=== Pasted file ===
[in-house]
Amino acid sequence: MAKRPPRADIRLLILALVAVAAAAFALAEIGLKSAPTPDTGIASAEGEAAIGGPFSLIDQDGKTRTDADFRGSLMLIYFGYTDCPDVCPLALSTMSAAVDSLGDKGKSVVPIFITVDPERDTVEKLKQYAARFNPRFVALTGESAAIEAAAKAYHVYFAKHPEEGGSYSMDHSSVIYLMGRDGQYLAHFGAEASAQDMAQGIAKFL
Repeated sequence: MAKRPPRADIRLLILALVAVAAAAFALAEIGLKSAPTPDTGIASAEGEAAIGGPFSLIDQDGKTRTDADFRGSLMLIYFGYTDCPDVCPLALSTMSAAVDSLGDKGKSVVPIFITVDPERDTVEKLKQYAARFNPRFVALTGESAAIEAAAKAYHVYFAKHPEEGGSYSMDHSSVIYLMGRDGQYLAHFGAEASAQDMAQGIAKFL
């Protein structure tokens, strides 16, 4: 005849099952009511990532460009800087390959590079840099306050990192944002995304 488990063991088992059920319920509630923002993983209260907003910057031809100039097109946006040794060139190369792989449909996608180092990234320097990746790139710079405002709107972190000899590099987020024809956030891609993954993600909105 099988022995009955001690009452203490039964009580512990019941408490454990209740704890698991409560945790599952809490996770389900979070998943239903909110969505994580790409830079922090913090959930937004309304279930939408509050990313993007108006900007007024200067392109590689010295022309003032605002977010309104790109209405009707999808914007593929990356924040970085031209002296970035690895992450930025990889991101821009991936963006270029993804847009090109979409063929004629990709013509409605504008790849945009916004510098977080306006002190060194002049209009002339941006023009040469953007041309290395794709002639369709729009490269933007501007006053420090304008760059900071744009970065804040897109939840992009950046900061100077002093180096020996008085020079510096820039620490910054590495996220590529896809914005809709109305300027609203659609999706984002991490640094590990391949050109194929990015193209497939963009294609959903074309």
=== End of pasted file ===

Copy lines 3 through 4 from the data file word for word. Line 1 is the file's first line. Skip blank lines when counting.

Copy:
Repeated sequence: MAKRPPRADIRLLILALVAVAAAAFALAEIGLKSAPTPDTGIASAEGEAAIGGPFSLIDQDGKTRTDADFRGSLMLIYFGYTDCPDVCPLALSTMSAAVDSLGDKGKSVVPIFITVDPERDTVEKLKQYAARFNPRFVALTGESAAIEAAAKAYHVYFAKHPEEGGSYSMDHSSVIYLMGRDGQYLAHFGAEASAQDMAQGIAKFL
């Protein structure tokens, strides 16, 4: 005849099952009511990532460009800087390959590079840099306050990192944002995304 488990063991088992059920319920509630923002993983209260907003910057031809100039097109946006040794060139190369792989449909996608180092990234320097990746790139710079405002709107972190000899590099987020024809956030891609993954993600909105 099988022995009955001690009452203490039964009580512990019941408490454990209740704890698991409560945790599952809490996770389900979070998943239903909110969505994580790409830079922090913090959930937004309304279930939408509050990313993007108006900007007024200067392109590689010295022309003032605002977010309104790109209405009707999808914007593929990356924040970085031209002296970035690895992450930025990889991101821009991936963006270029993804847009090109979409063929004629990709013509409605504008790849945009916004510098977080306006002190060194002049209009002339941006023009040469953007041309290395794709002639369709729009490269933007501007006053420090304008760059900071744009970065804040897109939840992009950046900061100077002093180096020996008085020079510096820039620490910054590495996220590529896809914005809709109305300027609203659609999706984002991490640094590990391949050109194929990015193209497939963009294609959903074309």